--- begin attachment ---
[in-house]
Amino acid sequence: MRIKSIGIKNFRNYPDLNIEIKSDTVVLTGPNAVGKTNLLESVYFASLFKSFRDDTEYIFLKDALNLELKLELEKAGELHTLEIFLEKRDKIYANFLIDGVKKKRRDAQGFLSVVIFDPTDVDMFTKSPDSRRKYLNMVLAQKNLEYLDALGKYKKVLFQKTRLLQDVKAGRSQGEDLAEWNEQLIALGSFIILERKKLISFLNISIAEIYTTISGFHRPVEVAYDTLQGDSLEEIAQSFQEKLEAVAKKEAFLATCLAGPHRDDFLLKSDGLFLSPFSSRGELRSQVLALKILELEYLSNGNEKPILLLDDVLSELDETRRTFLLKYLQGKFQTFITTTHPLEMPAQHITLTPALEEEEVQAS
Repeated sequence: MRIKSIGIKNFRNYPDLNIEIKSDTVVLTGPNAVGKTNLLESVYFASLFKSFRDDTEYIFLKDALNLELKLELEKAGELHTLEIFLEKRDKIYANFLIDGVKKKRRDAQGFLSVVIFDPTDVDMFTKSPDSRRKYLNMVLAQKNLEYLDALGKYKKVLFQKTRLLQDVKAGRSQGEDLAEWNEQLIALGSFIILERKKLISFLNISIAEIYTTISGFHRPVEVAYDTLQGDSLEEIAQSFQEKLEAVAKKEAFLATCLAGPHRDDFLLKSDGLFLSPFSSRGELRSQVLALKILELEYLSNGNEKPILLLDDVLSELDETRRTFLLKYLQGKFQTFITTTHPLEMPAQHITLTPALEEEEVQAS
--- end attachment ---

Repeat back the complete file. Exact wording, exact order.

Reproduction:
[in-house]
Amino acid sequence: MRIKSIGIKNFRNYPDLNIEIKSDTVVLTGPNAVGKTNLLESVYFASLFKSFRDDTEYIFLKDALNLELKLELEKAGELHTLEIFLEKRDKIYANFLIDGVKKKRRDAQGFLSVVIFDPTDVDMFTKSPDSRRKYLNMVLAQKNLEYLDALGKYKKVLFQKTRLLQDVKAGRSQGEDLAEWNEQLIALGSFIILERKKLISFLNISIAEIYTTISGFHRPVEVAYDTLQGDSLEEIAQSFQEKLEAVAKKEAFLATCLAGPHRDDFLLKSDGLFLSPFSSRGELRSQVLALKILELEYLSNGNEKPILLLDDVLSELDETRRTFLLKYLQGKFQTFITTTHPLEMPAQHITLTPALEEEEVQAS
Repeated sequence: MRIKSIGIKNFRNYPDLNIEIKSDTVVLTGPNAVGKTNLLESVYFASLFKSFRDDTEYIFLKDALNLELKLELEKAGELHTLEIFLEKRDKIYANFLIDGVKKKRRDAQGFLSVVIFDPTDVDMFTKSPDSRRKYLNMVLAQKNLEYLDALGKYKKVLFQKTRLLQDVKAGRSQGEDLAEWNEQLIALGSFIILERKKLISFLNISIAEIYTTISGFHRPVEVAYDTLQGDSLEEIAQSFQEKLEAVAKKEAFLATCLAGPHRDDFLLKSDGLFLSPFSSRGELRSQVLALKILELEYLSNGNEKPILLLDDVLSELDETRRTFLLKYLQGKFQTFITTTHPLEMPAQHITLTPALEEEEVQAS